Let’s be very clear about clarity
They are all at it - those politician types! They have a wide range of annoying habits to be fair - but this one is right up there on the annoying scale! Fear not, I am not going to veer off into political commentary - I am however going to draw attention to a thing called clarity... vital in communication but apparently misunderstood by politicians when they say...
'Let me be very clear...'
You just know what is coming next! The opposite of clarity!
Clarity is a key communication requirement - so the stated intention is great. However, we all know that what actually follows on from the immortal words 'let me be very clear' turns out to be very disappointing. What usually follows is less 'clear' and more 'rambling, sound byte, ambiguity.'
Offering this promise of clarity in the same breath as delivering a disappointing, cryptic ramble, demonstrates that 'clear' is no more than a word and empty promise for these trained anti communicators!
Clarity is far too important to be treated with such disrespect.
When it comes to humans communicating in a way that engages and creates shared understanding - clarity is the key. A lack of clarity can have dire negative consequences. Mistakes cost time and money. Misunderstandings create blame and trust issues.
And by the way -
When you are going to communicate with clarity, you should never need to use the preface: 'let me be very clear…'
How do you communicate with clarity
Whilst I am focusing on human communication in this article, for a brilliant read on all aspects of organisational clarity I suggest reading Karen Martin's 'Clarity First' -
Karen writes clearly about clarity - and how the lack of it comes at a cost.
'The individual and collective lack of clarity keeps leaders and organisations of all types and sizes from performing to their fullest potential.'
Whilst I am giving book recommendations, this one should be on your shelf too - 'Clear Leadership' by Gervase R Bushe - the clue is in the title.
Gervase defines interpersonal clarity as 'an interaction in which people know what their own experience is, what another person's experience is, and the difference between the two.'
I am sure you don't need convincing that clarity matters - but how do we achieve it?
What does it take to ensure interpersonal clarity?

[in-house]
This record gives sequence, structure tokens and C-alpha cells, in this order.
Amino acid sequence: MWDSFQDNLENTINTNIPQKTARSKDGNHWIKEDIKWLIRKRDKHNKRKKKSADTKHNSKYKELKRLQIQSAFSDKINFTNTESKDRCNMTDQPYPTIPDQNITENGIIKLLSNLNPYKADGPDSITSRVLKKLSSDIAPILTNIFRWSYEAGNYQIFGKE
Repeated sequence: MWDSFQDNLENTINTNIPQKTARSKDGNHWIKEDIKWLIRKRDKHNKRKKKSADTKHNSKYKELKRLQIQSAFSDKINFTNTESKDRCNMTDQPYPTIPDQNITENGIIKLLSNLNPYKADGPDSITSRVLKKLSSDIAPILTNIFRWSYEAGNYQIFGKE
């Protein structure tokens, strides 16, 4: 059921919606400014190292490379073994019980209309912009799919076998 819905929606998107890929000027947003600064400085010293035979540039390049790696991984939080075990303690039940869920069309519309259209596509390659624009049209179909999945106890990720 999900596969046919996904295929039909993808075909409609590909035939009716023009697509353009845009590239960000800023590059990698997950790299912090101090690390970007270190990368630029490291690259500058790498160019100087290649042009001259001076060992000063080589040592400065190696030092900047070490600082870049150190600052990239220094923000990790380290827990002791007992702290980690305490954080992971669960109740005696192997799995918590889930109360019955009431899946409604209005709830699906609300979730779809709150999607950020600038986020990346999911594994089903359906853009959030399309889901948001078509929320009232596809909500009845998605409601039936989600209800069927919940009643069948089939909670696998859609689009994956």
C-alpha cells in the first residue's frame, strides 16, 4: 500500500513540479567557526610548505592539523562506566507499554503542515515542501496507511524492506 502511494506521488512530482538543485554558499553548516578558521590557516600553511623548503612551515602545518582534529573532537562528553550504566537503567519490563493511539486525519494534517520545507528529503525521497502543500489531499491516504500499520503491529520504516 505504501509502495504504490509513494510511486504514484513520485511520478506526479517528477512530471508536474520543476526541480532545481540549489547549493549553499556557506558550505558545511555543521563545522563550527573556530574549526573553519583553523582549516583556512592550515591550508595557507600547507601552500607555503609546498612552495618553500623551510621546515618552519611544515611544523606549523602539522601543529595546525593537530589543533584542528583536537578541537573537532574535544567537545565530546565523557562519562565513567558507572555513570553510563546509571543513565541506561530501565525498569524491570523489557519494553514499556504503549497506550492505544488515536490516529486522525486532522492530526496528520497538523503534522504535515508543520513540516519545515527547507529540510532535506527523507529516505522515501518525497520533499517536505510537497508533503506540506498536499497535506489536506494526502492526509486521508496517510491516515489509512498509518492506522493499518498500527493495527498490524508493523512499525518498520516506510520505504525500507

Clarity creators versus destroyers
When trying to get your point or idea understood and engaged with
So what next?
This might be a useful list but action is needed. Each of the clarity creators involves a combination of communication tactics and behaviours. to make clarity happen. Let's look at some of these tactics below.
Ask questions and listen to the answers - including what isn't said. A lot of time can be wasted by failing to seek shared understanding.
Know what you are trying to achieve - the purpose of the communication. Beware of disappearing down rabbit holes.
Be open and authentic. Invite, rather than evade questions. Clarity will not survive in a climate of distrust and defensiveness.
Jettison jargon, acronyms and buzzwords Beware the 'curse of knowledge'. Shared understanding is essential
Clear, engaging voice
This is the obvious yet overlooked part of clarity - can you be heard and are you seeking to avoid ambiguity and listener boredom? Try recording yourself having a conversation with a friend - listen back and you might be surprised!
I leave you with this beautifully clear statement from Karen Martin:
'Ambiguity prevents organisations from operating with focus, discipline and engagement.'
Beware ambiguity - clarity rules.
I help individuals communicate with confidence, clarity, engagement and purpose. Bespoke coaching for business owners and Individuals within organisations.
Working 1:2:1 over a period of time for embedded learning with tangible results.
Connect on LinkedIn - I look forward to getting to know you.